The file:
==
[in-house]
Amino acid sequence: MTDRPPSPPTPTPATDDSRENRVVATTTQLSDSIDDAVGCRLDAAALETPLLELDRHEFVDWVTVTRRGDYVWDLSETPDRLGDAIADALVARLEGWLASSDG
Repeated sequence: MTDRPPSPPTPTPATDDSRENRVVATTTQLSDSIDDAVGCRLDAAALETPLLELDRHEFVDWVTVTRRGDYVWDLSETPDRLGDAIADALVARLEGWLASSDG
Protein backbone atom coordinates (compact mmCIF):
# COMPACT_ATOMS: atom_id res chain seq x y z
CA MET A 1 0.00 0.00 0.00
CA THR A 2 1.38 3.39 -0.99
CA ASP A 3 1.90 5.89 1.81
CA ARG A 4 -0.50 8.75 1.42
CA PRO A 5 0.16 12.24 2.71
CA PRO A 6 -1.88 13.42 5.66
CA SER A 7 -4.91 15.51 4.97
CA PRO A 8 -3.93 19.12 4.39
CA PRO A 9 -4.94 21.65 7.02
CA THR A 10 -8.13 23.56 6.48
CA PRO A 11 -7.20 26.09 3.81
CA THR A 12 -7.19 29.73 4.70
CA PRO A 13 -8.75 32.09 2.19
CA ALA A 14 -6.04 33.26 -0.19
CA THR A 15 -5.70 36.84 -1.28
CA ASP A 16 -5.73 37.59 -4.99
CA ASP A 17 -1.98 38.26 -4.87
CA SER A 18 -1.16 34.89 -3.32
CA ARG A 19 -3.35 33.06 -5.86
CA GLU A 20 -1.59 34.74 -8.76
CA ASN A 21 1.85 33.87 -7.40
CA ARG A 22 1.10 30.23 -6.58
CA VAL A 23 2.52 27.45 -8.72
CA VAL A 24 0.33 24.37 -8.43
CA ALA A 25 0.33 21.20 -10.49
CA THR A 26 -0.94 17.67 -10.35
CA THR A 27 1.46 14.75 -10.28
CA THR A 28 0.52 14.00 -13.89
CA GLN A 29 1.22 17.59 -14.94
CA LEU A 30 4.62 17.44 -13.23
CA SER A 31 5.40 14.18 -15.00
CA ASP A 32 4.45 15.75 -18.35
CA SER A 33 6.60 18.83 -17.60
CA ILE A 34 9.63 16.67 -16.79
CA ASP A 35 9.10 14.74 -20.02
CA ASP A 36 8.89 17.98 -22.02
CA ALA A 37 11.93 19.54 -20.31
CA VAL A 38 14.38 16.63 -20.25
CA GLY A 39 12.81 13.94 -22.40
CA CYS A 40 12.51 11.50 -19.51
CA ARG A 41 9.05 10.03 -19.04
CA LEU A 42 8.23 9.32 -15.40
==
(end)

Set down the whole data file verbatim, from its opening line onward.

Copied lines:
[in-house]
Amino acid sequence: MTDRPPSPPTPTPATDDSRENRVVATTTQLSDSIDDAVGCRLDAAALETPLLELDRHEFVDWVTVTRRGDYVWDLSETPDRLGDAIADALVARLEGWLASSDG
Repeated sequence: MTDRPPSPPTPTPATDDSRENRVVATTTQLSDSIDDAVGCRLDAAALETPLLELDRHEFVDWVTVTRRGDYVWDLSETPDRLGDAIADALVARLEGWLASSDG
Protein backbone atom coordinates (compact mmCIF):
# COMPACT_ATOMS: atom_id res chain seq x y z
CA MET A 1 0.00 0.00 0.00
CA THR A 2 1.38 3.39 -0.99
CA ASP A 3 1.90 5.89 1.81
CA ARG A 4 -0.50 8.75 1.42
CA PRO A 5 0.16 12.24 2.71
CA PRO A 6 -1.88 13.42 5.66
CA SER A 7 -4.91 15.51 4.97
CA PRO A 8 -3.93 19.12 4.39
CA PRO A 9 -4.94 21.65 7.02
CA THR A 10 -8.13 23.56 6.48
CA PRO A 11 -7.20 26.09 3.81
CA THR A 12 -7.19 29.73 4.70
CA PRO A 13 -8.75 32.09 2.19
CA ALA A 14 -6.04 33.26 -0.19
CA THR A 15 -5.70 36.84 -1.28
CA ASP A 16 -5.73 37.59 -4.99
CA ASP A 17 -1.98 38.26 -4.87
CA SER A 18 -1.16 34.89 -3.32
CA ARG A 19 -3.35 33.06 -5.86
CA GLU A 20 -1.59 34.74 -8.76
CA ASN A 21 1.85 33.87 -7.40
CA ARG A 22 1.10 30.23 -6.58
CA VAL A 23 2.52 27.45 -8.72
CA VAL A 24 0.33 24.37 -8.43
CA ALA A 25 0.33 21.20 -10.49
CA THR A 26 -0.94 17.67 -10.35
CA THR A 27 1.46 14.75 -10.28
CA THR A 28 0.52 14.00 -13.89
CA GLN A 29 1.22 17.59 -14.94
CA LEU A 30 4.62 17.44 -13.23
CA SER A 31 5.40 14.18 -15.00
CA ASP A 32 4.45 15.75 -18.35
CA SER A 33 6.60 18.83 -17.60
CA ILE A 34 9.63 16.67 -16.79
CA ASP A 35 9.10 14.74 -20.02
CA ASP A 36 8.89 17.98 -22.02
CA ALA A 37 11.93 19.54 -20.31
CA VAL A 38 14.38 16.63 -20.25
CA GLY A 39 12.81 13.94 -22.40
CA CYS A 40 12.51 11.50 -19.51
CA ARG A 41 9.05 10.03 -19.04
CA LEU A 42 8.23 9.32 -15.40